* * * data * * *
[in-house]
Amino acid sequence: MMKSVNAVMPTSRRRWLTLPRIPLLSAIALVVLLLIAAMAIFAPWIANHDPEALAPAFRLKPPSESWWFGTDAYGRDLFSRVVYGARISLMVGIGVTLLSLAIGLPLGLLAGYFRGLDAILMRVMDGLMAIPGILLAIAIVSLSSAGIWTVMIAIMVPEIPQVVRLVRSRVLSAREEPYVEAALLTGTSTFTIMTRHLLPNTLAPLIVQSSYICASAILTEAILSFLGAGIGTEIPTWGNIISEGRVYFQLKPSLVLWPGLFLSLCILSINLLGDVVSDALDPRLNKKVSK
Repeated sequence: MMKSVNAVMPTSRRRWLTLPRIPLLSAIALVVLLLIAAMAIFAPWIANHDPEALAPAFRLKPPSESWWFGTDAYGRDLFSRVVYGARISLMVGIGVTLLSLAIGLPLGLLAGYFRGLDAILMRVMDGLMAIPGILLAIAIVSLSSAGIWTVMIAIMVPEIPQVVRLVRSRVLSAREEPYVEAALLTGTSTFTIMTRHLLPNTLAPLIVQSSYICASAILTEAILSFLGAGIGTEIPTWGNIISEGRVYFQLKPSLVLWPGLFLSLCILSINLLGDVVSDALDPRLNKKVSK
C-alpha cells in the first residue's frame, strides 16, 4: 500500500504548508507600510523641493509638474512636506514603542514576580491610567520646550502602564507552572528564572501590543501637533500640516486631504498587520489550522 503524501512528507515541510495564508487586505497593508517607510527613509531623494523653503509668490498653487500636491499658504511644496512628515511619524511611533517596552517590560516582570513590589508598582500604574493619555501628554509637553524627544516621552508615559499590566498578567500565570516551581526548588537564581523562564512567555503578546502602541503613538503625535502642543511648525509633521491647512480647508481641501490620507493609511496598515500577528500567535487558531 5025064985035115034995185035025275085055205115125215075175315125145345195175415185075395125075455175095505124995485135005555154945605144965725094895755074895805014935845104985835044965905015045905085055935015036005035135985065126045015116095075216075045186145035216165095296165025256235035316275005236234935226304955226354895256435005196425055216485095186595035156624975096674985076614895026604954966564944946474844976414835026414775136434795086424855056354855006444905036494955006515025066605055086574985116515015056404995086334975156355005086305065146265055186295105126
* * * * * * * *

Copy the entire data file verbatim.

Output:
[in-house]
Amino acid sequence: MMKSVNAVMPTSRRRWLTLPRIPLLSAIALVVLLLIAAMAIFAPWIANHDPEALAPAFRLKPPSESWWFGTDAYGRDLFSRVVYGARISLMVGIGVTLLSLAIGLPLGLLAGYFRGLDAILMRVMDGLMAIPGILLAIAIVSLSSAGIWTVMIAIMVPEIPQVVRLVRSRVLSAREEPYVEAALLTGTSTFTIMTRHLLPNTLAPLIVQSSYICASAILTEAILSFLGAGIGTEIPTWGNIISEGRVYFQLKPSLVLWPGLFLSLCILSINLLGDVVSDALDPRLNKKVSK
Repeated sequence: MMKSVNAVMPTSRRRWLTLPRIPLLSAIALVVLLLIAAMAIFAPWIANHDPEALAPAFRLKPPSESWWFGTDAYGRDLFSRVVYGARISLMVGIGVTLLSLAIGLPLGLLAGYFRGLDAILMRVMDGLMAIPGILLAIAIVSLSSAGIWTVMIAIMVPEIPQVVRLVRSRVLSAREEPYVEAALLTGTSTFTIMTRHLLPNTLAPLIVQSSYICASAILTEAILSFLGAGIGTEIPTWGNIISEGRVYFQLKPSLVLWPGLFLSLCILSINLLGDVVSDALDPRLNKKVSK
C-alpha cells in the first residue's frame, strides 16, 4: 500500500504548508507600510523641493509638474512636506514603542514576580491610567520646550502602564507552572528564572501590543501637533500640516486631504498587520489550522 503524501512528507515541510495564508487586505497593508517607510527613509531623494523653503509668490498653487500636491499658504511644496512628515511619524511611533517596552517590560516582570513590589508598582500604574493619555501628554509637553524627544516621552508615559499590566498578567500565570516551581526548588537564581523562564512567555503578546502602541503613538503625535502642543511648525509633521491647512480647508481641501490620507493609511496598515500577528500567535487558531 5025064985035115034995185035025275085055205115125215075175315125145345195175415185075395125075455175095505124995485135005555154945605144965725094895755074895805014935845104985835044965905015045905085055935015036005035135985065126045015116095075216075045186145035216165095296165025256235035316275005236234935226304955226354895256435005196425055216485095186595035156624975096674985076614895026604954966564944946474844976414835026414775136434795086424855056354855006444905036494955006515025066605055086574985116515015056404995086334975156355005086305065146265055186295105126